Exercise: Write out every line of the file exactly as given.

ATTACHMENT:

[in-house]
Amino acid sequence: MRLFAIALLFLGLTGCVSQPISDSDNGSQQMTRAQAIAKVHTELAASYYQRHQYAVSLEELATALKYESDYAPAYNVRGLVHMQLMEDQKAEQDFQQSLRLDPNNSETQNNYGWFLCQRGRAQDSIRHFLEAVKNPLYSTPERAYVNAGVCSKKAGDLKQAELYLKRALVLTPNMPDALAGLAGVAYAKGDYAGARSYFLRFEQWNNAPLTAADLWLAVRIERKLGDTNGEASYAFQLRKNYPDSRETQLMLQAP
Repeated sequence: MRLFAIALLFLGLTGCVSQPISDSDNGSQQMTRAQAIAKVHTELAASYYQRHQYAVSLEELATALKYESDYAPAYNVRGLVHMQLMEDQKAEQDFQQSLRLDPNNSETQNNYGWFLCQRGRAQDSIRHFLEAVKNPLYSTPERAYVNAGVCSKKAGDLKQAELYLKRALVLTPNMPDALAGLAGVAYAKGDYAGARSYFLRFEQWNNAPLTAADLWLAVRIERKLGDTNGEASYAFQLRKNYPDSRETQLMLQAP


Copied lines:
[in-house]
Amino acid sequence: MRLFAIALLFLGLTGCVSQPISDSDNGSQQMTRAQAIAKVHTELAASYYQRHQYAVSLEELATALKYESDYAPAYNVRGLVHMQLMEDQKAEQDFQQSLRLDPNNSETQNNYGWFLCQRGRAQDSIRHFLEAVKNPLYSTPERAYVNAGVCSKKAGDLKQAELYLKRALVLTPNMPDALAGLAGVAYAKGDYAGARSYFLRFEQWNNAPLTAADLWLAVRIERKLGDTNGEASYAFQLRKNYPDSRETQLMLQAP
Repeated sequence: MRLFAIALLFLGLTGCVSQPISDSDNGSQQMTRAQAIAKVHTELAASYYQRHQYAVSLEELATALKYESDYAPAYNVRGLVHMQLMEDQKAEQDFQQSLRLDPNNSETQNNYGWFLCQRGRAQDSIRHFLEAVKNPLYSTPERAYVNAGVCSKKAGDLKQAELYLKRALVLTPNMPDALAGLAGVAYAKGDYAGARSYFLRFEQWNNAPLTAADLWLAVRIERKLGDTNGEASYAFQLRKNYPDSRETQLMLQAP